Skip to Content

Rule

Departmental Offices; Privacy Act of 1974; Implementation

Document Details

Information about this document as published in the Federal Register.

Published Document

This document has been published in the Federal Register. Use the PDF linked in the document sidebar for the official electronic format.

Start Preamble

AGENCY:

Department of the Treasury.

ACTION:

Final rule.

SUMMARY:

The Department of the Treasury is amending its Privacy Act exemption rules which were published on November 21, 2000, which consolidated the regulations issued pursuant to 5 U.S.C. 552a(j) and (k) exempting one or more systems of records established on behalf of each bureau by the Department.

EFFECTIVE DATE:

April 6, 2001.

ADDRESSES:

Inquiries may be addressed to Department of the Treasury, Disclosure Services, Washington, DC 20220.

Start Further Info

FOR FURTHER INFORMATION CONTACT:

Dale Underwood, Deputy Assistant Director, Disclosure Services, (202) 622-0930.

End Further Info End Preamble Start Supplemental Information

SUPPLEMENTARY INFORMATION:

On November 21, 2000, the Department of the Treasury published a final rule, at 65 FR 69865, amending its regulations issued pursuant to 5 U.S.C. 552a (j) and (k).

As noted in the rule, the Privacy Act of 1974 at subsection (k), authorizes the head of an agency to promulgate rules in accordance with the Administrative Procedure Act to exempt any system of records within the agency from subsections (c)(3), (d), (e)(1), (e)(4)(G), (H), and (I) and (f) of this section if the system of records is investigatory material compiled for law enforcement purposes, other than material within the scope of subsection (j)(2) of this section.

Disclosure Services received a comment about the final rule which contended that paragraph (h) of the final rule did not effectively reflect that the (k)(2) exemption attaches to civil as well as criminal investigatory materials and therefore, did not fully communicate the reasons for which the (k)(2) exemption has been claimed since 1975. The comments suggested that paragraph (h) could be read to limit the availability of the (k)(2) exemption to only those records which pertain to a criminal investigation, an arrest for criminal conduct, or law enforcement activities of a criminal investigator. We agree with that assessment, and language is being added to paragraph (h) which will more fully reflect the protection afforded records relating to the enforcement of civil and administrative laws as permitted by the Act. The amendments underscore the difference between the protection of Privacy Act records collected for the enforcement of criminal laws by such Treasury bureaus as ATF and Secret Service pursuant to 5 U.S.C. 552a(j)(2), and the protection of Privacy Act records collected for non-criminal law enforcement purposes by the Comptroller of the Currency, Office of Foreign Assets Control, or other Treasury offices as permitted by 5 U.S.C. 552a(k)(2).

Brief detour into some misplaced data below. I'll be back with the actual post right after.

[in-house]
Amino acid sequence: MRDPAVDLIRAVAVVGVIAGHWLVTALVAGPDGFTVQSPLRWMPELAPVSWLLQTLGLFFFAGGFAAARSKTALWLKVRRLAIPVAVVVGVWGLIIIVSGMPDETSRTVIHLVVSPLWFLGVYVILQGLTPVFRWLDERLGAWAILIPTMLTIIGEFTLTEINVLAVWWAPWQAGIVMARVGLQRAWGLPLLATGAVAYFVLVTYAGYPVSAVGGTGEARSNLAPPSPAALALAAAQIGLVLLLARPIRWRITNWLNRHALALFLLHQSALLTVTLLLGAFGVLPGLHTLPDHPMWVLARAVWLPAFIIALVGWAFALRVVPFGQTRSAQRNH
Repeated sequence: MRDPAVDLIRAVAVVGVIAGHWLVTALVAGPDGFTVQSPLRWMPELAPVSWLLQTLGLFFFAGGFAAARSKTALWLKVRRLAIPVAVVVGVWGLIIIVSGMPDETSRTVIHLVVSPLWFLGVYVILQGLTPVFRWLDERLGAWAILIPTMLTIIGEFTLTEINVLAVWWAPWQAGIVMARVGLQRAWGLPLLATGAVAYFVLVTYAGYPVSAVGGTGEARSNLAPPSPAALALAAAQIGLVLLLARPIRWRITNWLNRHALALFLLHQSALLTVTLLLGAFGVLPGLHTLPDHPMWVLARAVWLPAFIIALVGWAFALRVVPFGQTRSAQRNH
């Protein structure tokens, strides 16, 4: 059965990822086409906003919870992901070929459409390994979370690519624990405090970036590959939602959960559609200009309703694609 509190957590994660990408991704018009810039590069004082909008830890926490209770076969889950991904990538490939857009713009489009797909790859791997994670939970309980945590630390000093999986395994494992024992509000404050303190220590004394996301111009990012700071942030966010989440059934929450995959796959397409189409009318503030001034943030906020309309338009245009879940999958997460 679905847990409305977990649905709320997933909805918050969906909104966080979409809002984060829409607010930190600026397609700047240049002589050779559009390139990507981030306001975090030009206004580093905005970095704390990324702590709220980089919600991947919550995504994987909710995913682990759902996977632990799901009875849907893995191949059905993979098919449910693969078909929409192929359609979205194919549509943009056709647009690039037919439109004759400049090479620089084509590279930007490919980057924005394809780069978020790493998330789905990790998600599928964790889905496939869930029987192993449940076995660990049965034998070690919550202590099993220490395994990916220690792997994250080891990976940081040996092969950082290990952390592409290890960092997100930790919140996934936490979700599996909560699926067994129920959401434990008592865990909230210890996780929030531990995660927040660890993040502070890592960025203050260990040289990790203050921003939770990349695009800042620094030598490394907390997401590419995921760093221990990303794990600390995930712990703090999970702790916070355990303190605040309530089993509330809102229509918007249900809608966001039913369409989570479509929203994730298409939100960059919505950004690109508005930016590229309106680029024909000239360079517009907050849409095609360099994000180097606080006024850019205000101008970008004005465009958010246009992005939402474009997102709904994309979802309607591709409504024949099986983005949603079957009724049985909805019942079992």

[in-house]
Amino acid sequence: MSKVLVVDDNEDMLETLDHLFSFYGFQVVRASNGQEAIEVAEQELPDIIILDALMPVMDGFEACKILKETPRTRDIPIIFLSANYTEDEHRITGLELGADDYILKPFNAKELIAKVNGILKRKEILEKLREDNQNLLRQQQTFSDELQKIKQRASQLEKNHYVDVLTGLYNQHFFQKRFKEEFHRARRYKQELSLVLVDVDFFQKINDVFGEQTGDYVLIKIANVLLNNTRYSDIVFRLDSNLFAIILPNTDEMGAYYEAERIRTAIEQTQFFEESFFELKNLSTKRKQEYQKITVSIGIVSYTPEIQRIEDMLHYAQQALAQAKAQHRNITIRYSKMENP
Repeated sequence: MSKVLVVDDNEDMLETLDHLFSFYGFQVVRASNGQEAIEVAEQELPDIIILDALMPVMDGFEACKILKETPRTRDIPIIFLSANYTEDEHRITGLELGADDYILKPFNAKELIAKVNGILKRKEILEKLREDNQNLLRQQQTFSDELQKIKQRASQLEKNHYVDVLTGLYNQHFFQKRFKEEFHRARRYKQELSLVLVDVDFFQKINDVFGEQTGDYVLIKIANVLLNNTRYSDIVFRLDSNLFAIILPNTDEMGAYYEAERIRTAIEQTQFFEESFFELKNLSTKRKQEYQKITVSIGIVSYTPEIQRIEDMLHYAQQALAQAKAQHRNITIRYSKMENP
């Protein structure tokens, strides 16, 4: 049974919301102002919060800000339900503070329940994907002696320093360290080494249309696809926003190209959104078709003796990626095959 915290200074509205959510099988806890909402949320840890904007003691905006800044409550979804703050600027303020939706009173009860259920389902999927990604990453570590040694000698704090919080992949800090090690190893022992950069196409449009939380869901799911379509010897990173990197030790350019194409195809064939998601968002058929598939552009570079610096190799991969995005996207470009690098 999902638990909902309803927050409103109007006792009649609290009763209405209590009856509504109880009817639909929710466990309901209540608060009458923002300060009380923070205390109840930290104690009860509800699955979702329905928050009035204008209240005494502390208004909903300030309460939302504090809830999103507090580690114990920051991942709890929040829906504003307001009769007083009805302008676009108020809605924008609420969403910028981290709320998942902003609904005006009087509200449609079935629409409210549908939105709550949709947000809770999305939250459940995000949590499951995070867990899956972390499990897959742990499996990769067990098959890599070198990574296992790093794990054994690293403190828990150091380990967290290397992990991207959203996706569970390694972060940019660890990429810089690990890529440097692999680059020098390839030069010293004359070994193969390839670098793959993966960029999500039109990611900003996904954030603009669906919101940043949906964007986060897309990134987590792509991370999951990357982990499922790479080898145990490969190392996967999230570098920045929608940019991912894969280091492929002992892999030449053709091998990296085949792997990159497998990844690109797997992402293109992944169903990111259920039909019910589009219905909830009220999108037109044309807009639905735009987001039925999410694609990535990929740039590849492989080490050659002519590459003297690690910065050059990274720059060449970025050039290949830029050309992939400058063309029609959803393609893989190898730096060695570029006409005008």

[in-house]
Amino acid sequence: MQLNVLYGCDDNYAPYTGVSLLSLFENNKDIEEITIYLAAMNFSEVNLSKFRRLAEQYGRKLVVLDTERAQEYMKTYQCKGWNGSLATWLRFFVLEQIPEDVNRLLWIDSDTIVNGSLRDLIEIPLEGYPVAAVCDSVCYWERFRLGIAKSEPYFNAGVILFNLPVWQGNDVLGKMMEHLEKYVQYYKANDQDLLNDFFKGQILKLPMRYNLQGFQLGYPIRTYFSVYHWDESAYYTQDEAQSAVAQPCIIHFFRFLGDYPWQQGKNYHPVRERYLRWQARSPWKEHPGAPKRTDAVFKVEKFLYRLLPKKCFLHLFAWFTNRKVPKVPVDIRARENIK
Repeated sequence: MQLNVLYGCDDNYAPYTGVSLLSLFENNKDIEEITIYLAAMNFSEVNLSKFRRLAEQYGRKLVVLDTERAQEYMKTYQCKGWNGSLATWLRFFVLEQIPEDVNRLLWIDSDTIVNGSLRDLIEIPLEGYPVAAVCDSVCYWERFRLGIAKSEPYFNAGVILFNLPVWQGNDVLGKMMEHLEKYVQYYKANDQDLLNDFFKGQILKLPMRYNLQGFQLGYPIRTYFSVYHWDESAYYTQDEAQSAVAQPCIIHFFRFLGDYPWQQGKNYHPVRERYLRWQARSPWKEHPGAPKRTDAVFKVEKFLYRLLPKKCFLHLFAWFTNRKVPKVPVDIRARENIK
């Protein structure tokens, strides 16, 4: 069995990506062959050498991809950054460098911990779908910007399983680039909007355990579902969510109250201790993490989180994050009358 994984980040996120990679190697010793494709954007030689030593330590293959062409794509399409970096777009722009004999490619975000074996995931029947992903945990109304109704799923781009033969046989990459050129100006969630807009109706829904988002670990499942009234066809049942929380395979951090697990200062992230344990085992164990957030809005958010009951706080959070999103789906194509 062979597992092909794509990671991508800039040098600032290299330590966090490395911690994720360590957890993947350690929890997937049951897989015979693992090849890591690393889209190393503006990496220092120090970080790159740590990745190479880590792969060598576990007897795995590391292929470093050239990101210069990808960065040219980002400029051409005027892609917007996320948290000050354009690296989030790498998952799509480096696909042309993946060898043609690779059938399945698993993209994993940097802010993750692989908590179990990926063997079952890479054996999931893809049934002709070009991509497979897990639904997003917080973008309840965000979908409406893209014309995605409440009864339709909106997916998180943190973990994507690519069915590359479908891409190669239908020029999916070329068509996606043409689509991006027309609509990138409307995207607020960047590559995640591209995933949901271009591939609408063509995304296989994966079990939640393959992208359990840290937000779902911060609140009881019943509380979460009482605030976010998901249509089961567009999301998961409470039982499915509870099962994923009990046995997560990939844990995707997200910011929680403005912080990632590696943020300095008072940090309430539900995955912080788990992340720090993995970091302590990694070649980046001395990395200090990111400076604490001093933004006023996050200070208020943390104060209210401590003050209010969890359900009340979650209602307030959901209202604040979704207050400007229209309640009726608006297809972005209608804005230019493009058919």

These regulations are being published as a final rule because the amendment does not impose any requirements on any member of the public. This amendment is the most efficient means for the Treasury Department to implement its internal requirements for complying with the Privacy Act.

Accordingly, pursuant to the administrative procedure provisions in 5 U.S.C. 553, the Department of the Treasury finds good cause that prior notice and other public procedure with respect to this rule are impracticable and unnecessary and finds good cause for making this rule effective on the date of publication in the Federal Register.

In accordance with Executive Order 12866, it has been determined that this final rule is not a “significant regulatory action” and, therefore, does not require a Regulatory Impact Analysis.

The regulation will not have a substantial direct effect on the States, on the relationship between the national Government and the States, or on the distribution of power and responsibilities among the various levels of government. Therefore, it is determined that this final rule does not have federalism implications under Executive Order 13132.

Because no notice of proposed rulemaking is required, the provisions of the Regulatory Flexibility Act (5 U.S.C. 601 et seq.) do not apply.

In accordance with the provisions of the Paperwork Reduction Act of 1995 (44 U.S.C. 3501 et seq.), the Department of the Treasury has determined that this final rule will not impose new record-keeping, application, reporting, or other types of information collection requirements.

Start List of Subjects

List of Subjects in 31 CFR Part 1

End List of Subjects Start Amendment Part

Part 1 Subpart C of title 31 of the Code of Federal Regulations is amended as follows:

End Amendment Part Start Part

PART 1—[AMENDED]

End Part Start Amendment Part

1. The authority citation for part 1 continues to read as follows:

End Amendment Part Start Authority